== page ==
Photo: Courtesy of Kathryn Ross
After my first was born in 2019, I experienced the typical "baby blues" that up to 80 percent of moms struggle with. I'd find myself randomly crying during episodes of The Price is Right. So when I got pregnant with my second, I was prepared for the same experience—although I hoped for better, feeling confident about knowing what was coming this time around.
After a challenging pregnancy, I was relieved to go into labour at 41 weeks and had a positive birth experience. In fact, so positive that we checked out of the hospital only eight hours after the baby was born and went out for breakfast at the local diner. I was feeling great and high on life.
On my third day postpartum, however, a thought randomly popped into my mind, seemingly out of nowhere: “You’re not capable of handling this.” From that moment on, I spiralled mentally into the darkest and most difficult time of my life. By day five, I reluctantly confessed to my partner that I had not only thoughts but an actual plan to take my own life. An hour later, I was in the hospital, being cared for by nurses and the emergency psychiatric team. Throughout it all, I just kept thinking to myself, “How did this happen?”
Over the next few weeks, I struggled greatly to see light at the end of the tunnel, to find any possible way out of the terrifyingly dark thoughts that consumed every moment of the day and made sleeping nearly impossible. Yet today, at four months postpartum, I can confidently share that I am happier than I've been in years and very much enjoying this new journey and stage of motherhood.
If you're in a dark place, I promise there's a path out of it. Here’s what I would tell any parent in the depths of postpartum depression—because these are things that helped me survive.
The hardest moment for me was recognizing that I wasn't just thinking about ending my life, but was planning it. Because I work in the mental health field, I knew how serious this was, so I pushed myself to tell my partner and parents, as hard as it was to admit it. Whether you have thoughts or a plan, tell someone.
I took pride in doing it all on my own. However, I needed to completely let go of this pride and accept any and all help from family and friends. It left me feeling guilty and vulnerable, but I knew it was the best thing for my family and recovery.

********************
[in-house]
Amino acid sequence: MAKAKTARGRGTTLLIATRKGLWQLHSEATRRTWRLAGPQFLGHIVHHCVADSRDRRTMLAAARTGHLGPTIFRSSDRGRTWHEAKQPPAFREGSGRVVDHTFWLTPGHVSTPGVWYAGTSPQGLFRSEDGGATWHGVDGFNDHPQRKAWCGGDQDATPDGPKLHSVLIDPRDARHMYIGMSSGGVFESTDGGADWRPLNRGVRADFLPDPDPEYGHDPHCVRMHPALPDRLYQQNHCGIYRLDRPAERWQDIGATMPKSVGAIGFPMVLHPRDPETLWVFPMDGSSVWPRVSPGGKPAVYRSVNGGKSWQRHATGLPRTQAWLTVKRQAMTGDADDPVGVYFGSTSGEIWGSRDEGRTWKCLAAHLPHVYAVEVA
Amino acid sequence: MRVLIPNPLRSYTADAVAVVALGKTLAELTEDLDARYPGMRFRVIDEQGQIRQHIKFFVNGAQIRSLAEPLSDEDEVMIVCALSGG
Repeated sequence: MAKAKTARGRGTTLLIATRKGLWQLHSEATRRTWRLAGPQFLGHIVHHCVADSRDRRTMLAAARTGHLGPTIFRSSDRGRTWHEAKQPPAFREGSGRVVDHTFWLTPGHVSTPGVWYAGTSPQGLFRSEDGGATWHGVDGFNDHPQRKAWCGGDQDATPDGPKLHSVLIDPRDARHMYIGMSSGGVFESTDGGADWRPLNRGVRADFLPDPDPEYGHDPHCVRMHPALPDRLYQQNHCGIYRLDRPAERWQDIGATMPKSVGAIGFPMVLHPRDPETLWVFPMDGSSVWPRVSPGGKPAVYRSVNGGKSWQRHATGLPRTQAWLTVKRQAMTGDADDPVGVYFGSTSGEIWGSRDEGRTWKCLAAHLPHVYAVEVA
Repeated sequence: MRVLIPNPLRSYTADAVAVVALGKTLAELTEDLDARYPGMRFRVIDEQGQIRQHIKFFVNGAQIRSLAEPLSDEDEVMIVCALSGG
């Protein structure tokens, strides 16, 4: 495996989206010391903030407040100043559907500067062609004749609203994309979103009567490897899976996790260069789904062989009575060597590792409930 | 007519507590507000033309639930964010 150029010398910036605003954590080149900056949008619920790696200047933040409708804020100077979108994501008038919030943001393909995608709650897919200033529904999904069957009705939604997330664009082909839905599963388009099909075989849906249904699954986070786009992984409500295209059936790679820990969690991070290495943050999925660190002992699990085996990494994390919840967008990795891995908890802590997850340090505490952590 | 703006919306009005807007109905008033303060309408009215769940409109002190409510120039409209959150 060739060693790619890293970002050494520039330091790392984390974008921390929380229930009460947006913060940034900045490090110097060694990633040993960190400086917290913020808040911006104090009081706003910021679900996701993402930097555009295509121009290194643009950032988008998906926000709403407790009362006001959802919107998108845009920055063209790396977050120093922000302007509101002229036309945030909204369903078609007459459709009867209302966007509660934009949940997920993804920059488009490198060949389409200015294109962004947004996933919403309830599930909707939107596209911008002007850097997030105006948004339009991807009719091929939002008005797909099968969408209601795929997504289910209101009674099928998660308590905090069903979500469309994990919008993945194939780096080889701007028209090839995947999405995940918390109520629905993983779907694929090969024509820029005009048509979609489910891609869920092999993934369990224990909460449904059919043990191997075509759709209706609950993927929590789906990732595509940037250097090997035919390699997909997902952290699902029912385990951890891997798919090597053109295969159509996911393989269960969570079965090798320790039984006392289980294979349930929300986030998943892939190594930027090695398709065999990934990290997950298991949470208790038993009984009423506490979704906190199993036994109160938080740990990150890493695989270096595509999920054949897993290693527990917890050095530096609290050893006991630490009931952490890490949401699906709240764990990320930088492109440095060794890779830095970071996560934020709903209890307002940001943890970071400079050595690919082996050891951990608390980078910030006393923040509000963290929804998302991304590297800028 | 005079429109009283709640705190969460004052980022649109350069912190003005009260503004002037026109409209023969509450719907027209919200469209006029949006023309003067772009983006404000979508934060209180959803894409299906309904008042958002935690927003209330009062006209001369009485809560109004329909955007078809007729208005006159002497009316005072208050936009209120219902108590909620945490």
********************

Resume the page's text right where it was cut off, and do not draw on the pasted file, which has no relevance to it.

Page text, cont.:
While some people may instinctively recognize what you need, most want to help but don’t know how. It took a lot of courage and vulnerability for me to reach out to friends and family for help, but I know I would’ve done the same for them and pushed myself to let go of this guilt.
Everyone has different levels of comfort with the treatment options for postpartum depression and the idea of medication while breastfeeding made me nervous. Ultimately, I decided that I needed it as a part of my treatment plan and I am grateful for that decision. Medication is not for everyone, but I believe it was important for me to be open to it and remove the stigma attached to it.
One of the key treatments for postpartum depression is sleep, but I found myself lying awake at night with a thousand thoughts rolling through my mind. Before going to sleep each night, I would journal and write down every thought in my mind without judgment or hesitancy. Writing these down, helped to externalize the thoughts rather than let them fester inside.
I remember regularly feeling like I had lost myself. It helped to have small moments where I was on my own, outside of being a mother, even if that meant a five-minute walk with our dog.
When we have a cough and stuffy nose, we recognize these as symptoms of a cold and don’t assume these are everlasting. The same goes for postpartum depression. Thoughts such as I need to run away, I am a terrible mother or I will never get better are symptoms of postpartum depression, not facts.
I’m a planner and love to think weeks and months ahead, but in the depths of my PPD, that simply wasn’t possible. I found it difficult to even plan tasks for later that day. I started focusing on one moment at a time: “I’m going to get out of bed,” “I’m going to change my clothes,” “I’m going to wash my face.” This allowed me to go through the day without mental spiralling.
When those dark thoughts would rear their ugly head and tell me I was incapable, I would say to myself out loud a hundred times a day, “you can do this”.
Initially, the idea of exercise felt extremely far-fetched. Even leaving my dark room felt impossible. However, the endorphins we can get from a short walk and daylight are extremely helpful. I started with simply sitting in a room that had daylight, and ultimately set the goal of going outside for a short walk each day.
While a win with my first baby was going for my first five-kilometre walk, wins with my second were things like showering, eating and genuine laughing. Celebrate those, as the small wins ultimately become big ones.
You will get through this and better days are ahead. It's essential to believe that, even if every fibre of your being is telling you it's not true. I would rate each day out of a ten, most days being a 0 or 1, but ultimately that 1 became a 2 and that 2 a 3, until I found myself feeling like “me” again. I also reminded myself that postpartum depression aside, having a newborn is tough, and I deserve some grace, and so do you. You are doing a great job.